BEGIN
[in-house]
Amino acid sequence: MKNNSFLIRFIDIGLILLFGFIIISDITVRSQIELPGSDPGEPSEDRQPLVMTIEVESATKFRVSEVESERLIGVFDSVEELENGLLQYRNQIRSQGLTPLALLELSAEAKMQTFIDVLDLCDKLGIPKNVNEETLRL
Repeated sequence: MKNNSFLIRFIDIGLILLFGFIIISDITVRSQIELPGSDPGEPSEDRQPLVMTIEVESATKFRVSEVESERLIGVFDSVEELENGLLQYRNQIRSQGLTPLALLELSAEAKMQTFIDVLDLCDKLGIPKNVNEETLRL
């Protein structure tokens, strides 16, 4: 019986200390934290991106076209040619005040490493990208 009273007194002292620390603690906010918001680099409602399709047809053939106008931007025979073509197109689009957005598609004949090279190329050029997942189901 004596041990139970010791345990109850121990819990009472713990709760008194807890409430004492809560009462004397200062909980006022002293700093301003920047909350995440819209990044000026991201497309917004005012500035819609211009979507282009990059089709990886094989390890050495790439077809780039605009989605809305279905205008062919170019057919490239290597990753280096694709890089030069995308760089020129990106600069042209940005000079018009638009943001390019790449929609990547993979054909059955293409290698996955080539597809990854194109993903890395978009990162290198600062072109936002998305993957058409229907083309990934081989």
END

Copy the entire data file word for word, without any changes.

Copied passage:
[in-house]
Amino acid sequence: MKNNSFLIRFIDIGLILLFGFIIISDITVRSQIELPGSDPGEPSEDRQPLVMTIEVESATKFRVSEVESERLIGVFDSVEELENGLLQYRNQIRSQGLTPLALLELSAEAKMQTFIDVLDLCDKLGIPKNVNEETLRL
Repeated sequence: MKNNSFLIRFIDIGLILLFGFIIISDITVRSQIELPGSDPGEPSEDRQPLVMTIEVESATKFRVSEVESERLIGVFDSVEELENGLLQYRNQIRSQGLTPLALLELSAEAKMQTFIDVLDLCDKLGIPKNVNEETLRL
């Protein structure tokens, strides 16, 4: 019986200390934290991106076209040619005040490493990208 009273007194002292620390603690906010918001680099409602399709047809053939106008931007025979073509197109689009957005598609004949090279190329050029997942189901 004596041990139970010791345990109850121990819990009472713990709760008194807890409430004492809560009462004397200062909980006022002293700093301003920047909350995440819209990044000026991201497309917004005012500035819609211009979507282009990059089709990886094989390890050495790439077809780039605009989605809305279905205008062919170019057919490239290597990753280096694709890089030069995308760089020129990106600069042209940005000079018009638009943001390019790449929609990547993979054909059955293409290698996955080539597809990854194109993903890395978009990162290198600062072109936002998305993957058409229907083309990934081989």